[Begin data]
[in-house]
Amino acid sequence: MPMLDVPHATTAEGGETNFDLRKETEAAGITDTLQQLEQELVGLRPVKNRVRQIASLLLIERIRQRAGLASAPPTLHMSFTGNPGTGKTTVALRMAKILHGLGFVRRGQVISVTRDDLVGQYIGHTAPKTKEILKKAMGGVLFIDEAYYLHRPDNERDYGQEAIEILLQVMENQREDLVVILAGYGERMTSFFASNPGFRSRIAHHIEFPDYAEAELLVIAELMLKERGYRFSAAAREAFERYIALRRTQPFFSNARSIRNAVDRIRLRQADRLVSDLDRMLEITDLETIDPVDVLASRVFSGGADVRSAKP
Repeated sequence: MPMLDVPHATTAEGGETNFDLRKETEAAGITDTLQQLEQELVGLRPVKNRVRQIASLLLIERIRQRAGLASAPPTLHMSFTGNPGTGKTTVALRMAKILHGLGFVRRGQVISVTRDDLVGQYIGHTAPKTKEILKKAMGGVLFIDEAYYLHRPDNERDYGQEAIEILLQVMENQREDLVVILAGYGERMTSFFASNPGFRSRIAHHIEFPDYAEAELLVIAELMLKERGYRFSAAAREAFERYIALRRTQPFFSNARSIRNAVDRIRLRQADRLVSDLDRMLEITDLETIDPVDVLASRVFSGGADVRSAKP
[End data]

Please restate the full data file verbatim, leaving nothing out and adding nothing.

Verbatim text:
[in-house]
Amino acid sequence: MPMLDVPHATTAEGGETNFDLRKETEAAGITDTLQQLEQELVGLRPVKNRVRQIASLLLIERIRQRAGLASAPPTLHMSFTGNPGTGKTTVALRMAKILHGLGFVRRGQVISVTRDDLVGQYIGHTAPKTKEILKKAMGGVLFIDEAYYLHRPDNERDYGQEAIEILLQVMENQREDLVVILAGYGERMTSFFASNPGFRSRIAHHIEFPDYAEAELLVIAELMLKERGYRFSAAAREAFERYIALRRTQPFFSNARSIRNAVDRIRLRQADRLVSDLDRMLEITDLETIDPVDVLASRVFSGGADVRSAKP
Repeated sequence: MPMLDVPHATTAEGGETNFDLRKETEAAGITDTLQQLEQELVGLRPVKNRVRQIASLLLIERIRQRAGLASAPPTLHMSFTGNPGTGKTTVALRMAKILHGLGFVRRGQVISVTRDDLVGQYIGHTAPKTKEILKKAMGGVLFIDEAYYLHRPDNERDYGQEAIEILLQVMENQREDLVVILAGYGERMTSFFASNPGFRSRIAHHIEFPDYAEAELLVIAELMLKERGYRFSAAAREAFERYIALRRTQPFFSNARSIRNAVDRIRLRQADRLVSDLDRMLEITDLETIDPVDVLASRVFSGGADVRSAKP